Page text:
When they’d thought they were alone, Claude and my great-uncle Dermot had come to my house to take comfort in my company because of my dab of fairy blood. Being in exile was terrible for them. As much as they had previously enjoyed the human world, they now yearned for home.

Gradually, other fae had begun showing up at Hooligans. Dermot and Claude, especially Claude, didn’t stay with me as regularly. That solved a lot of problems for me-Eric couldn’t stay over if the two fair­ ies were in the house because the smell of fairy is simply intoxicating to vampires-but I did occasionally miss Great-Uncle Dermot, who’d always been comfortable company for me.

As I was thinking of him, I spotted Dermot behind the bar. Though he was my fairy grandfather’s brother, he looked no older than his late twenties.

“Sookie, there’s your cousin,” Holly said. “I haven’t seen him since Tara’s shower. Oh my God, he looks so much like Jason!”

“The family resemblance is real strong;’ I agreed. I glanced over at Jason’s girlfriend, who was not any kind of pleased at seeing Dermot. She’d met Dermot before when he’d been cursed with insanity. Though she knew he was in his right mind these days, she wasn’t going to warm up to him in any kind of hurry.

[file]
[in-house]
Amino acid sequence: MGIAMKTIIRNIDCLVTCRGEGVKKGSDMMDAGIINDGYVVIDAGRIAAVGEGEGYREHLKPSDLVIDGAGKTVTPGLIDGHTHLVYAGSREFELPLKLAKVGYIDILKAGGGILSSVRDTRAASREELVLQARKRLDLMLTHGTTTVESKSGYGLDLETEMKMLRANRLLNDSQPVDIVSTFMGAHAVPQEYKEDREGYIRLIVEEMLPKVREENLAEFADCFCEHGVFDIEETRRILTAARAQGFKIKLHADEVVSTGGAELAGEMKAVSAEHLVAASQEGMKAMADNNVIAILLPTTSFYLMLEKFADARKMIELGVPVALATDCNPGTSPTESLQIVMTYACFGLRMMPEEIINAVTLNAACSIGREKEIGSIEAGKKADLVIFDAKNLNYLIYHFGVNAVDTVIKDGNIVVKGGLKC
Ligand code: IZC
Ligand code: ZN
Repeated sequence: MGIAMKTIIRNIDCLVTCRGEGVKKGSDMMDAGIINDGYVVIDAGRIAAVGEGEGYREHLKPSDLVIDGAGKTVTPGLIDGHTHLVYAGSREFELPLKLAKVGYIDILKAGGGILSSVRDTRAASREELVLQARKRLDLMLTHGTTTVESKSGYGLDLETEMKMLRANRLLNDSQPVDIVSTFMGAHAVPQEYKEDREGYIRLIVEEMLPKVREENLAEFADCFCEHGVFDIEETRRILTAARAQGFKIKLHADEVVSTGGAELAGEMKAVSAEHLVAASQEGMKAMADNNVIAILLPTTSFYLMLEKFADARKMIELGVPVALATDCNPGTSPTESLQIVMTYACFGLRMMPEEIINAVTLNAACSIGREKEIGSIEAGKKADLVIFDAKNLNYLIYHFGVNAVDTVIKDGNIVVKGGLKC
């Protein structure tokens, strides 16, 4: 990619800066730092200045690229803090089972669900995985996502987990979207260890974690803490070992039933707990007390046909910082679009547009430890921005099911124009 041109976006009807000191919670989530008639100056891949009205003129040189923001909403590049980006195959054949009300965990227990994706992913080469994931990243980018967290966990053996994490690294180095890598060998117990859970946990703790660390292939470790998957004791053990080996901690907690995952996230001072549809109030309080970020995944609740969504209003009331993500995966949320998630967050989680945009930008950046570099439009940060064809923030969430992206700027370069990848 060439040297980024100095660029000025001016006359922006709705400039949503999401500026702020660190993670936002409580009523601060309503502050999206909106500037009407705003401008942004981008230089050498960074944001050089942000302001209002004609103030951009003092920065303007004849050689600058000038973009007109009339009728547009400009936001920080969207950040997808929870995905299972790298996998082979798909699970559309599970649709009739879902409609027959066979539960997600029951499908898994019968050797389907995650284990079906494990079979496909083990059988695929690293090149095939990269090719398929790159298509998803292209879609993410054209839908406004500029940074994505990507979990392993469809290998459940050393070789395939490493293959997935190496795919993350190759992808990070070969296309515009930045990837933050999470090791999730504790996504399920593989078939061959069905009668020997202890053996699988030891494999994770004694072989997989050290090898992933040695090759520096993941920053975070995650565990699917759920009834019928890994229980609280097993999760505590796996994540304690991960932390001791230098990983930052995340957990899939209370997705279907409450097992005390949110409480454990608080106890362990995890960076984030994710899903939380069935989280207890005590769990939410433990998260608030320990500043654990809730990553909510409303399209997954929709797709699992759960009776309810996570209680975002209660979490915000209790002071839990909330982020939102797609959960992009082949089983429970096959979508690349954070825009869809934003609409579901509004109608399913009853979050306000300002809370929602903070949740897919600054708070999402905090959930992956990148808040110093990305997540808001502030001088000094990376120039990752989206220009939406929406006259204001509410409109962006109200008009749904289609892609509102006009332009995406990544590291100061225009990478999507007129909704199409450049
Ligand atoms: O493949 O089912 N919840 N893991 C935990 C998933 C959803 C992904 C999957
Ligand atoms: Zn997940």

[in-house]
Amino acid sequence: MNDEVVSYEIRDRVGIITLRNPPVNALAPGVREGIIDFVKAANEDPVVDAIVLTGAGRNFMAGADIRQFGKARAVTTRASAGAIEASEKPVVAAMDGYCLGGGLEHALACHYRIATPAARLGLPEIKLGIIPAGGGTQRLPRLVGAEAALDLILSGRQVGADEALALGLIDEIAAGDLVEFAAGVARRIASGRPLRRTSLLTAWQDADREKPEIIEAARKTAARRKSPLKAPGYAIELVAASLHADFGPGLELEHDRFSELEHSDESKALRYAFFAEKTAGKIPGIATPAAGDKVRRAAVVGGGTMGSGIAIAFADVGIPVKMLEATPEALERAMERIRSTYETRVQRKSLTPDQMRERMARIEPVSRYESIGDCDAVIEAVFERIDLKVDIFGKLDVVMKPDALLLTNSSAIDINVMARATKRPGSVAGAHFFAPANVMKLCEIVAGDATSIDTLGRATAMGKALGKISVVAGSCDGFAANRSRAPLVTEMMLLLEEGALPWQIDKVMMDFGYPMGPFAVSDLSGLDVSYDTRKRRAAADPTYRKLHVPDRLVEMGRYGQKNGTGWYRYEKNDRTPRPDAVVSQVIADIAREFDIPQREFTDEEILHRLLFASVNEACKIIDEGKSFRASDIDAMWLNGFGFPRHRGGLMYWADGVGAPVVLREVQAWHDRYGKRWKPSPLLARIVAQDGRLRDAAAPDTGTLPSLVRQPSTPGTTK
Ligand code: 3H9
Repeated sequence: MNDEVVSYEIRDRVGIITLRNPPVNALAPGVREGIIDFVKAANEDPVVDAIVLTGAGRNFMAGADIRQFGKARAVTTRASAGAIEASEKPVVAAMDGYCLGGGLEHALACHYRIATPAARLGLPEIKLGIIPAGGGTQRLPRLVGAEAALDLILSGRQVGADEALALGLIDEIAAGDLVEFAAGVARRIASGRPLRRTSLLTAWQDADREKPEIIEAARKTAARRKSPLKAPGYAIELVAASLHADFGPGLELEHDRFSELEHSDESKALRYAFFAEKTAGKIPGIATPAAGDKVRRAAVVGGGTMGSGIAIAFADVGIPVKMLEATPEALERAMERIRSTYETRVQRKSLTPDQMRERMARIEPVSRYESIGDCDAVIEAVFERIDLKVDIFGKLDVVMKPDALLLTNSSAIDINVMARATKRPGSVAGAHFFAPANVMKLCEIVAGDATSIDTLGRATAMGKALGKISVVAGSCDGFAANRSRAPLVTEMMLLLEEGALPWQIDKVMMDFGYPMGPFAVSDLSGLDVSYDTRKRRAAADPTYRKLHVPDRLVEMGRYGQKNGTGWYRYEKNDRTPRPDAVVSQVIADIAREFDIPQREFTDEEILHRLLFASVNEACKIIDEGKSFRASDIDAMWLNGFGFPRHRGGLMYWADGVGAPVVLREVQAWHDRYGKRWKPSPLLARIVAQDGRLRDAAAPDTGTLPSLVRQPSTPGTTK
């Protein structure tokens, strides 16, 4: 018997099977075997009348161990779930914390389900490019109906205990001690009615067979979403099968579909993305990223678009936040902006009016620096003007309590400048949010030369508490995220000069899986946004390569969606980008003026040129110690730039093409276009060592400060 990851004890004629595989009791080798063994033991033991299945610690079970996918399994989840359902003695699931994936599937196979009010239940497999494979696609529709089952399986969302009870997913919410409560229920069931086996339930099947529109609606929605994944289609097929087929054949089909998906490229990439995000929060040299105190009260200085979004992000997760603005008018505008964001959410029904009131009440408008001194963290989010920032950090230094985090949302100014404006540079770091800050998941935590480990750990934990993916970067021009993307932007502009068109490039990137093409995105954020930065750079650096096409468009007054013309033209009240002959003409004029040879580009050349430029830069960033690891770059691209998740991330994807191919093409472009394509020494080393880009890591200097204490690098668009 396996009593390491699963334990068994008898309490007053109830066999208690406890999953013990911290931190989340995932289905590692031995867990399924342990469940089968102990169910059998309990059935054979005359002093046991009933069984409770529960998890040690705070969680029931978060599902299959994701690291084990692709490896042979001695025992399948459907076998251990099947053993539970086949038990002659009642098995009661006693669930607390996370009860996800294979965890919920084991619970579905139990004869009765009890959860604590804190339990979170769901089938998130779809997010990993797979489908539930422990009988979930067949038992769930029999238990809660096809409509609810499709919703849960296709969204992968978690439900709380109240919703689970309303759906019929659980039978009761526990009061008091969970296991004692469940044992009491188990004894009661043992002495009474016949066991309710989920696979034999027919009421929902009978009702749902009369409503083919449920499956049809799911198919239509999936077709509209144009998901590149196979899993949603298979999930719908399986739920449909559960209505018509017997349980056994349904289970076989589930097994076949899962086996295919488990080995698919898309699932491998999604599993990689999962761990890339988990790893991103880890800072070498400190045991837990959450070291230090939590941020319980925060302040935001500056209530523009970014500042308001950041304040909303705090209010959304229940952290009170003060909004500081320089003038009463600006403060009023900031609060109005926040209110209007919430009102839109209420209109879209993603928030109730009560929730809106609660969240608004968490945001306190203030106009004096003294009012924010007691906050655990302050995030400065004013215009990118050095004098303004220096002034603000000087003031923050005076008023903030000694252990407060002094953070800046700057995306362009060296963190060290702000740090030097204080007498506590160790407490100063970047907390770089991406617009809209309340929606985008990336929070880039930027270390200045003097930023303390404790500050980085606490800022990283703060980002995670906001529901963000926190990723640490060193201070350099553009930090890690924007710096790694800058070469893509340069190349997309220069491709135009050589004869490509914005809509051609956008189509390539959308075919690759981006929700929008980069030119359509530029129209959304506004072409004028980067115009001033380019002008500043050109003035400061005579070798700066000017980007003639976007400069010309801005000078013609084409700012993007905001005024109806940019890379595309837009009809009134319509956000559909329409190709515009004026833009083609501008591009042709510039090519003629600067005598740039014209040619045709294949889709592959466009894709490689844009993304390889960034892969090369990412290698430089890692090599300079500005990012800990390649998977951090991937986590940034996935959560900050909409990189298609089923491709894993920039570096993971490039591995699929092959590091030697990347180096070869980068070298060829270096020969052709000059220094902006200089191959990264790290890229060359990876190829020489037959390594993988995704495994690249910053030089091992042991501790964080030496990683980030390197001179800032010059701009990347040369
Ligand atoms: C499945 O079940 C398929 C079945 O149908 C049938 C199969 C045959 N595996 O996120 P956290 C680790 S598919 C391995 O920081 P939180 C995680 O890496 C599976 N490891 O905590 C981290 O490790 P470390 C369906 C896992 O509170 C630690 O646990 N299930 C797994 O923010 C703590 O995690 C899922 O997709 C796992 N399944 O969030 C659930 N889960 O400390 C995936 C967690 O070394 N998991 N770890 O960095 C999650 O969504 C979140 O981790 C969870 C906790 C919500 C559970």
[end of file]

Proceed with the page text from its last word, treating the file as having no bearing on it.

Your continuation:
“I never have figured out how you’re kin to them,” Holly said. In Bon Temps everybody knew who your people were and who you were connected to.

“Someone was illegitimate,” I said delicately. “Not saying any more. I didn’t find out until after Gran passed, from some old family papers.”

Holly looked wise, which was kind of a stretch for her.

“Does having an ‘in’ with the management mean we’re going to get a freebie drink or something?” Kennedy asked. “Maybe a lap dance on the house?”

“Girl, you don’t want a lap dance from a stripper!” Tara said. “You don’t know where that thing has been!”

“You’re just all sour-grapey because you don’t have a lap anymore;’ Kennedy muttered, and I gave her a meaningful glare. Tara was super­-sensitive about losing her figure.

I said, “Hey, we already got a reserved table right by the stage. Let’s not push it by asking for anything else.”

Luckily, our drinks arrived then. We tipped Gift lavishly.

“Yum,” Kennedy said after a big sip. “That is one wicked appletini.” As if that had been a signal, the house lights went down, the stage lights popped on, music began to play, and Claude came prancing out
in spangled silver tights and boots, and nothing else.

“Good God, Sookie, he looks edible!” Holly said, and her words flew straight to Claude’s sharp fairy ears. (He’d had the points surgi­ cally removed so he wouldn’t have to expend energy looking human, but the procedure hadn’t affected his hearing.) Claude looked over at our table, and when he spotted me, he grinned. He twitched his butt so that his spangles flew out and caught the light, and the women crammed into the club began clapping, full of anticipation.